The significance of these distinctions is that those convicted of offenses classified as "sexually violent" under Code § 9.1-902 are required to register as a sex offender for life, while all other offenders subject to the Act are required to register for a period of ten years. See Code § 9.1-908. In terms of classification, several sex-related offenses are classified as "sexually violent" upon a single conviction, e.g., Code § 18.2-61 (rape) (all of which offenses are listed under paragraph 1 of Code § 9.1-902's definition of "sexually violent offense"). On the other hand, several other sexual offenses listed under subsections (A) and (B) of Code § 9.1-902 are deemed "sexually violent" upon multiple convictions of those offenses (all of which are listed under paragraph 2 of Code § 9.1-902's definition of "sexually violent offense").

Code § 18.2-374.3(B)(iv), under which Colbert was convicted, is listed under subsection (A)(2) of Code § 9.1-902, which provides as follows:

A. For purposes of this chapter:

" Offense for which registration is required" means:

* * * * * * *

2. Where the victim is a minor or is physically helpless or mentally incapacitated as defined in § 18.2-67.10, a violation or attempted violation of subsection A of § 18.2-47, clause (i) or (iii) of § 18.2-48, § 18.2-67.4, subsection C of § 18.2-67.5, 18.2-361, 18.2-366, or clause (iv) of subsection B of § 18.2-374.3;. . . .

(Emphasis in original.)

Colbert points to the prefatory language in this subsection — "[w]here the victim is a minor" — in support of his contention that he is not subject to the Act's offender registration requirement. Colbert argues that, based on the plain meaning of that language, there had to be an actual minor victim in order for the registration requirement to have applied to him upon his conviction. Thus, even though Colbert believed that the undercover law-enforcement officer whom he solicited was a thirteen-year-old girl, and, in doing so, committed five separate criminal offenses of computer solicitation for sex with a minor, in violation of Code § 18.2-374.3(B)(iv), Colbert nevertheless contends that he is exempt from the Act. We disagree.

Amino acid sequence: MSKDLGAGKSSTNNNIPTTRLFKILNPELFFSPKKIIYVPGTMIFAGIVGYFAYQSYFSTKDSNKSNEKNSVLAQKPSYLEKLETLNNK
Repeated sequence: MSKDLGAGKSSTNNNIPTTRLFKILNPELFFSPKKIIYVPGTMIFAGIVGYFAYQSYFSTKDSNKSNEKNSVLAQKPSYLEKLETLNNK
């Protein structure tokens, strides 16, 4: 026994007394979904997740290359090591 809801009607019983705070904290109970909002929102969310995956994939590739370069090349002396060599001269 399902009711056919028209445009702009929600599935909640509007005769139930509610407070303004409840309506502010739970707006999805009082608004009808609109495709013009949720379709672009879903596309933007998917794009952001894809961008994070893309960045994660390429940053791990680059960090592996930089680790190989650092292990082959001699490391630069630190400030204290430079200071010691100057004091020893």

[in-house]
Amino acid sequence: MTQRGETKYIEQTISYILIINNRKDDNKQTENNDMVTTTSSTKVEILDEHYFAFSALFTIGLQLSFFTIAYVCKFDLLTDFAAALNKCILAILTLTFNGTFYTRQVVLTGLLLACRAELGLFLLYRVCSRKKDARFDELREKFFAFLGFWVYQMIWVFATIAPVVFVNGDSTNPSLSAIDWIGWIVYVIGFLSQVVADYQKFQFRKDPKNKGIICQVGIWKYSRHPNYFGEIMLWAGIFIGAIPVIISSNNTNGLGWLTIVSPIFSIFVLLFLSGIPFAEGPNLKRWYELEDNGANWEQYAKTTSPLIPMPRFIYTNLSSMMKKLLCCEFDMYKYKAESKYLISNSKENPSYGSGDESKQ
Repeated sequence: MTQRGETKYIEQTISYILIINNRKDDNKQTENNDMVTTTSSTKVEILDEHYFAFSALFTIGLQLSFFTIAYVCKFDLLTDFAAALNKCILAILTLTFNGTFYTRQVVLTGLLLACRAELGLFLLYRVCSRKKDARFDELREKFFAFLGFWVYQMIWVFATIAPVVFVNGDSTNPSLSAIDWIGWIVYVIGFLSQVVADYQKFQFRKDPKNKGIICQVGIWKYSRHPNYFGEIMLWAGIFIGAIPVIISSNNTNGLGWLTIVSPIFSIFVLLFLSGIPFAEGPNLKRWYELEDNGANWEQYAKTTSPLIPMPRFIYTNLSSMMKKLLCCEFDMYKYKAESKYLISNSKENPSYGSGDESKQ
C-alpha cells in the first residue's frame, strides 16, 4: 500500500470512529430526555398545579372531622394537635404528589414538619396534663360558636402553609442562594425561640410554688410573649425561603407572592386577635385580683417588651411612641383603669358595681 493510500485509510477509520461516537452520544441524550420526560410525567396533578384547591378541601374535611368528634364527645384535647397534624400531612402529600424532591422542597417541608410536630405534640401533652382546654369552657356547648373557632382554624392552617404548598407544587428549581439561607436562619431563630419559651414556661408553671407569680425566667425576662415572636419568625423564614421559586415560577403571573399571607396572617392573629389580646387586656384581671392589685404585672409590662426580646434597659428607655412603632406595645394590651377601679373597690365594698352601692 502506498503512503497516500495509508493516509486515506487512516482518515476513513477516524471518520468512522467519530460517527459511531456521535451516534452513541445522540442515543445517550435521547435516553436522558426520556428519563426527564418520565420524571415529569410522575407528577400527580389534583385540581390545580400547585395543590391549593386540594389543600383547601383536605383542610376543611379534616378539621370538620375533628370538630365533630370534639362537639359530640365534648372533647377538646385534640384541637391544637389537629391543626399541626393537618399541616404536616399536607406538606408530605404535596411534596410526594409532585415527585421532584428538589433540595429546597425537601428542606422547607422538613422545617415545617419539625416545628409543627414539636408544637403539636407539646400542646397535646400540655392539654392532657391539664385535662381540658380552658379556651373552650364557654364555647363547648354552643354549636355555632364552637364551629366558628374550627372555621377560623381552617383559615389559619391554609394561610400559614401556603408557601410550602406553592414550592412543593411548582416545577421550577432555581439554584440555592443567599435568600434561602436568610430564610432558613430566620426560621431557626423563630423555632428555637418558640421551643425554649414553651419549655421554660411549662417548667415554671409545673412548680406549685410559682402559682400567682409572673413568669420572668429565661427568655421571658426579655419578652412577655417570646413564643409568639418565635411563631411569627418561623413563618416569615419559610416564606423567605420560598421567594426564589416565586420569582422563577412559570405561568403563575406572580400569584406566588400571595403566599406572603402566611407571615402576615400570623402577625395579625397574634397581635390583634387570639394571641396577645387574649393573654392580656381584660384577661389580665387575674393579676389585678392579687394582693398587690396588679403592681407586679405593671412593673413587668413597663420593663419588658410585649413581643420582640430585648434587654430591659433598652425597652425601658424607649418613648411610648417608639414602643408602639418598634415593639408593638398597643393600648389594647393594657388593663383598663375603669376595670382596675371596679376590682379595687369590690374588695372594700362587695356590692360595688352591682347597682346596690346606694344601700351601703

Upon a review of Code § 9.1-902(A)(2)'s prefatory language in its proper context, not in isolation as Colbert would have us view it, and in light of the Act's explicit statement of legislative purpose, we find that Colbert's interpretation of that language is without merit. First, under subsection (A)(1) of Code § 9.1-902, all of the listed substantive offenses are non-violent sexual offenses, some of which pertain only to offenses against minors, e.g., Code § 18.2-63 (carnal knowledge of a child between thirteen and fifteen years old), while the other offenses are non-specific in terms of the age of the victim, e.g., Code § 18.2-90 (unauthorized entry in a dwelling house with intent to commit rape). In proscribing sex-related criminal conduct, each of the offenses listed under this subsection falls squarely within the scope of the Act. In contrast, the non-violent offenses listed under subsection (A)(2) consist of both sexual and non-sexual offenses. Only Code §§ 18.2-374.3(B)(iv) and 18.2-48(iii) (kidnapping a child under the age of sixteen for the purpose of concubinage or prostitution) are limited, by their own terms, to offenses against minors. The other six offenses are non-specific in terms of the victim's age. Two of these are kidnapping offenses: Code §§ 18.2-47(A) (kidnapping), and 18.2-48(i) (kidnapping with the intent to extort money or pecuniary benefit). The other four are sexual offenses: Code §§ 18.2-67.4 (sexual battery), 18.2-67.5(C) (attempted sexual battery), 18.2-361(crimes against nature), and 18.2-366 (adultery and fornication by persons forbidden to marry, and incest) (all of which are non-specific in terms of the victim's age, except for the degree of punishment in the case of incest, under Code § 18.2-366). And of these sexual offenses, sexual battery and attempted sexual battery are also listed offenses under subsection (A)(1) of Code § 9.1-902. There, the registration requirement is made applicable to those convicted of either of these two offenses where the offense was committed against an adult, but only upon a third or subsequent conviction of either offense. The difference, therefore, in the application of subsections (A)(1) and (A)(2) relative to these two sexual offenses is the classification of the targeted victims; and the fact that, unlike subsection (A)(1), the registration requirement is triggered under subsection (A)(2) upon a single conviction of either offense.